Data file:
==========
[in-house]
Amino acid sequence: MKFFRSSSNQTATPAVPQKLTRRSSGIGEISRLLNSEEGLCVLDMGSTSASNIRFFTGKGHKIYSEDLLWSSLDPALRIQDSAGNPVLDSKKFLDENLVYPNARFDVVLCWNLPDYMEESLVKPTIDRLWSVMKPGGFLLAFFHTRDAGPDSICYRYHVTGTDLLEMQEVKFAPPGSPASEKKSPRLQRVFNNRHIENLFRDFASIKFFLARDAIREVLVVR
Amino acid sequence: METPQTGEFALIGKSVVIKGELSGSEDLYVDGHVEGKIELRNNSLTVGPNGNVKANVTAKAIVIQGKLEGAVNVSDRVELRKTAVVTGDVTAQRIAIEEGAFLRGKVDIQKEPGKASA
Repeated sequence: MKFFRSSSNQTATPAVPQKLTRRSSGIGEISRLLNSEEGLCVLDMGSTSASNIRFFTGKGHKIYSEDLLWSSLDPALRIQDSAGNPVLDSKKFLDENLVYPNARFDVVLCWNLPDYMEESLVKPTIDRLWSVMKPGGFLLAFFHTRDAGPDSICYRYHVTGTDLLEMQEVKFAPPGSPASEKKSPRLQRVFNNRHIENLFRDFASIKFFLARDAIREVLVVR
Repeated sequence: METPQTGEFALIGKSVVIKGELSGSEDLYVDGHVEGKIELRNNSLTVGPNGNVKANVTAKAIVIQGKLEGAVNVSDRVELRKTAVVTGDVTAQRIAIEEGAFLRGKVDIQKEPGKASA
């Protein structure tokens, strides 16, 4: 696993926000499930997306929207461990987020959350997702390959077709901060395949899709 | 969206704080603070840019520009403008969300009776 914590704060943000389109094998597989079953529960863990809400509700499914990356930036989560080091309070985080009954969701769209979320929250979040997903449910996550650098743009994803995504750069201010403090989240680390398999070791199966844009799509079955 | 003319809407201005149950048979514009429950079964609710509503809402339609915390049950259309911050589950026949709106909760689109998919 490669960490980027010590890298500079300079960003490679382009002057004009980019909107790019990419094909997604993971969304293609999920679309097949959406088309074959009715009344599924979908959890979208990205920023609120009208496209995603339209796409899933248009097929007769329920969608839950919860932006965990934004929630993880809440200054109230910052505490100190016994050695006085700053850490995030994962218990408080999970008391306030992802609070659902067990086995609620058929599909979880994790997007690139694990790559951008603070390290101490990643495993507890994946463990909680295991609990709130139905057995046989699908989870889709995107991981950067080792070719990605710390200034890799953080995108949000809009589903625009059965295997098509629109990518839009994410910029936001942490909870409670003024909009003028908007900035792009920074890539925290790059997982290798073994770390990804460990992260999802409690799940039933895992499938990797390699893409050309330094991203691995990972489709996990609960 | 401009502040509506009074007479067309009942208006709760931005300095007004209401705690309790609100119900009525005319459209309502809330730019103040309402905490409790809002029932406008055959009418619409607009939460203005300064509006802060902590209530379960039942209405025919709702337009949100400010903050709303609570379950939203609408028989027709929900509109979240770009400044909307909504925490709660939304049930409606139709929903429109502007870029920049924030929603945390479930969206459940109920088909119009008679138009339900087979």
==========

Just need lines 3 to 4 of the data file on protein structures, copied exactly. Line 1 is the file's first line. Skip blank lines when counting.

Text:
Amino acid sequence: METPQTGEFALIGKSVVIKGELSGSEDLYVDGHVEGKIELRNNSLTVGPNGNVKANVTAKAIVIQGKLEGAVNVSDRVELRKTAVVTGDVTAQRIAIEEGAFLRGKVDIQKEPGKASA
Repeated sequence: MKFFRSSSNQTATPAVPQKLTRRSSGIGEISRLLNSEEGLCVLDMGSTSASNIRFFTGKGHKIYSEDLLWSSLDPALRIQDSAGNPVLDSKKFLDENLVYPNARFDVVLCWNLPDYMEESLVKPTIDRLWSVMKPGGFLLAFFHTRDAGPDSICYRYHVTGTDLLEMQEVKFAPPGSPASEKKSPRLQRVFNNRHIENLFRDFASIKFFLARDAIREVLVVR